Workplace Gun Violence Questions Emerge After Murders

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By Stephen Lee

Aug. 27 — The recent murders of two journalists on live television have raised new questions about the Occupational Safety and Health Administration's role in protecting workers from gun violence.

Reporter Alison Parker and cameraman Adam Ward, who both worked for WDBJ in Roanoke, Va., were shot and killed while working Aug. 26 allegedly by a disgruntled ex-employee of the station. The alleged gunman, Vester Flanagan, killed himself later the same day.

OSHA has no plans to address gun violence or mass shootings in the workplace, an agency spokeswoman told Bloomberg BNA Aug. 27.

In a 1992 letter of interpretation, OSHA wrote that the Occupational Safety and Health Act's general duty clause could be used to cite employers that don't implement feasible means of abatement of workplace violence.

However, acts of violence that aren't characteristic of a given job, but rather represent “random antisocial acts which may occur anywhere,” wouldn't trigger a citation from OSHA, the agency wrote.

OSHA's Role Limited 

Most observers agreed that OSHA's role in abating gun violence is limited.

“This is an area that has to be addressed by Congress,” Mary Vogel, executive director of the National Council for Occupational Safety and Health, told Bloomberg BNA Aug. 27. “It's a larger issue about gun control.”

But OSHA has taken action in the past.

For example, in 2012 the agency issued a $10,500 fine against Integra Health Management in Maryland for failing to provide a safe workplace after a man with a history of violent behavior and mental illness stabbed and killed a worker.

An administrative law judge upheld the fine June 22.

“If I were in that setting, I would ask, what were the policies in place? What was the training? What were the signals of potential violence? All of those things go into analyzing the question. It’s not a simple analysis,” said Henry Chajet, a partner at Jackson Lewis PC.

Chajet also said it was possible that OSHA and other regulatory agencies, such as the Federal Aviation Administration and Federal Railroad Administration, might take a second look at gun violence if public pressure continues to mount.

“OSHA takes a harder line when there is a press focus,” Chajet said. “You also get congressional oversight or organizations to prevent handgun violence that are outraged and continue to press for more legal action. You get lots of different reactions that influence the type of response that OSHA and the regulatory system put out there.”

Some Regulations at State Level 

A handful of states have taken action to regulate guns in the workplace.

California enacted a law last year that lets law enforcement officers and immediate family members obtain court orders temporarily restricting a relative's access to guns if they believe that person presents a danger.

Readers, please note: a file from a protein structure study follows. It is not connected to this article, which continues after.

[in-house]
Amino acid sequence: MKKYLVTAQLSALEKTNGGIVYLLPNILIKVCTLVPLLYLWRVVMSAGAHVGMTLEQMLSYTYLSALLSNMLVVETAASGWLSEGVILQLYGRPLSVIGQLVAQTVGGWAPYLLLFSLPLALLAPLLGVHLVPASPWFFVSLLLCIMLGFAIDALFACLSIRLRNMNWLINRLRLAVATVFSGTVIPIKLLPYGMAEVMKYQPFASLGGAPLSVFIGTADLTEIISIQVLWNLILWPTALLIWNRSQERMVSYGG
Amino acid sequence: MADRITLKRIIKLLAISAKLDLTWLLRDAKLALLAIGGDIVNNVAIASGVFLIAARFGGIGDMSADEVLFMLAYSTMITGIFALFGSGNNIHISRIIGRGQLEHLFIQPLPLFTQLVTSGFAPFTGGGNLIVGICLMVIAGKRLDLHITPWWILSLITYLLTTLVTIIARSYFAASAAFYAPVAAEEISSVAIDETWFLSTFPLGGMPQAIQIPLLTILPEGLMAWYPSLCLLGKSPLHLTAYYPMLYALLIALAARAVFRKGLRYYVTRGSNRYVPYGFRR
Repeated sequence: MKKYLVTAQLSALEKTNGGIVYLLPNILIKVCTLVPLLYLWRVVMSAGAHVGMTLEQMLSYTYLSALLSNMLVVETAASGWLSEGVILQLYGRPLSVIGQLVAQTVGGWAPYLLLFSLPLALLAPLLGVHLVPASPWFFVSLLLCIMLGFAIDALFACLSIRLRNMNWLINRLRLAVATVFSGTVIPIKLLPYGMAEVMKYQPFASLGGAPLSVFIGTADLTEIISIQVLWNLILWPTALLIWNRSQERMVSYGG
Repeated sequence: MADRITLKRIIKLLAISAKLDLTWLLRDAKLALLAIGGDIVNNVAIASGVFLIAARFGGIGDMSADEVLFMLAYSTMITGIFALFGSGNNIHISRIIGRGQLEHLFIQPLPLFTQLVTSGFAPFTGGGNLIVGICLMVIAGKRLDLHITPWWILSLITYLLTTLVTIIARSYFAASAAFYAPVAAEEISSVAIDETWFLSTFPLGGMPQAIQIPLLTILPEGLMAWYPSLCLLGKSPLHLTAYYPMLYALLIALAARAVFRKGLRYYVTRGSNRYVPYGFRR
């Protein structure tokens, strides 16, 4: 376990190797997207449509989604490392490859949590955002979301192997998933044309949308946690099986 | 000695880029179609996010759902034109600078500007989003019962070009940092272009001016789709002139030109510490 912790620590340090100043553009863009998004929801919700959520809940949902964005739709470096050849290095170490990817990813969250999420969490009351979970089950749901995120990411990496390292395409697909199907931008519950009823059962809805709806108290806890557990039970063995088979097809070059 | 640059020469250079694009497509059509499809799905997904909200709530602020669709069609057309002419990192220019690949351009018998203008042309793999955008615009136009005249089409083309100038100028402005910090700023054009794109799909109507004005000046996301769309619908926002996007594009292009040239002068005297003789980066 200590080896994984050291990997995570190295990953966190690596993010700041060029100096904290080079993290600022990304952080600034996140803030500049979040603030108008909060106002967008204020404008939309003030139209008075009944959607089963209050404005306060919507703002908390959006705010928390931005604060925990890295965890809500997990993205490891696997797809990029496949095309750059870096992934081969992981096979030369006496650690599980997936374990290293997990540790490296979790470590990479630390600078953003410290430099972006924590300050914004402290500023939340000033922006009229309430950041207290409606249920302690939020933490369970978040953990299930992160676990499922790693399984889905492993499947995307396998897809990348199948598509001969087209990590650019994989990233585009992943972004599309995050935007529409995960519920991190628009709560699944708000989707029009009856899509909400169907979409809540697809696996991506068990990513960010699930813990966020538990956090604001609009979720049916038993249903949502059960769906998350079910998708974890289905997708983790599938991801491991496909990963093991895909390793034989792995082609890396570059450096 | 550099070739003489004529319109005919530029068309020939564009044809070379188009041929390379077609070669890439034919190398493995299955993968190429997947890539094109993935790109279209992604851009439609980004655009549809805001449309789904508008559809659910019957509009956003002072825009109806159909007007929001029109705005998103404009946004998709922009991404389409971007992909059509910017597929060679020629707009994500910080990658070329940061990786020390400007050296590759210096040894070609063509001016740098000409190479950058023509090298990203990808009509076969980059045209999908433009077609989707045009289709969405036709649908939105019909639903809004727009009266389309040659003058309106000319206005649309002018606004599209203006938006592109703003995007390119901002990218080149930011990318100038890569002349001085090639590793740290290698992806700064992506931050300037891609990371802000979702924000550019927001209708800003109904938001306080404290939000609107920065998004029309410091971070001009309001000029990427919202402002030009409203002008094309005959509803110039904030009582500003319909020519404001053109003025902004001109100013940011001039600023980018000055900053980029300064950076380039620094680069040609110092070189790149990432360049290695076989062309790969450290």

Because employers and work colleagues often have special information about a given person's threats to commit gun-related violence, they can share that information with law enforcement and, under the new law, strip away their guns at least temporarily, said Lindsay Nichols, senior staff attorney at the Law Center to Prevent Gun Violence.

Connecticut, Illinois, Indiana, Massachusetts and New Jersey have similar laws, but they only allow law enforcement—not family members—to request restraining orders.

However, a 2013 Tennessee law allows employees to keep firearms or ammunition in vehicles parked on company property.

The state's attorney general later said in a legal opinion that employers can fire at-will employees who keep their guns in their cars at work.

Regulations Not Effective?

Park Dietz, a forensic psychologist in Newport Beach, Calif., said regulations are the wrong way to stem workplace violence.

“The people who reach a point in life at which they are so furious or so paranoid or so suicidal that they are willing to kill colleagues is inconsistent with rational, lawful responses to regulatory measures,” Dietz told Bloomberg BNA Aug. 27. “The very people who will do such things do not follow etiquette, social norms or the law.”

In fact, aggressive measures to subdue workers believed to have the potential for violence often end up making things worse, Dietz said.

“The single most provocative thing an employer can do is to call the police to come in uniform and remove the individual from a workplace, which guarantees he will never forgive you and will always be furious at the injustice,” he said.

Instead, employers should learn to anticipate violence and gently defuse it by treating people respectfully, Dietz said.

The National Rifle Association didn't respond to an interview request.

Data Paint Grim Picture 

In 2013, the most recent year for which data are available, guns accounted for 80 percent of all work-related homicides, according to DOL's Bureau of Labor Statistics.

That year, 322 workers were shot and killed on the job, BLS said.

Researchers also found in 2005 that homicides were five to seven times more likely at workplaces that permitted guns.

Further, BLS researchers reported in a 2000 paper that two-thirds of all work-related homicides (not necessarily firearm-related) were committed by robbers; coworkers and former coworkers were the perpetrators only 15 percent of the time.

To contact the reporter on this story: Stephen Lee in Washington at

To contact the editor responsible for this story: Larry Pearl at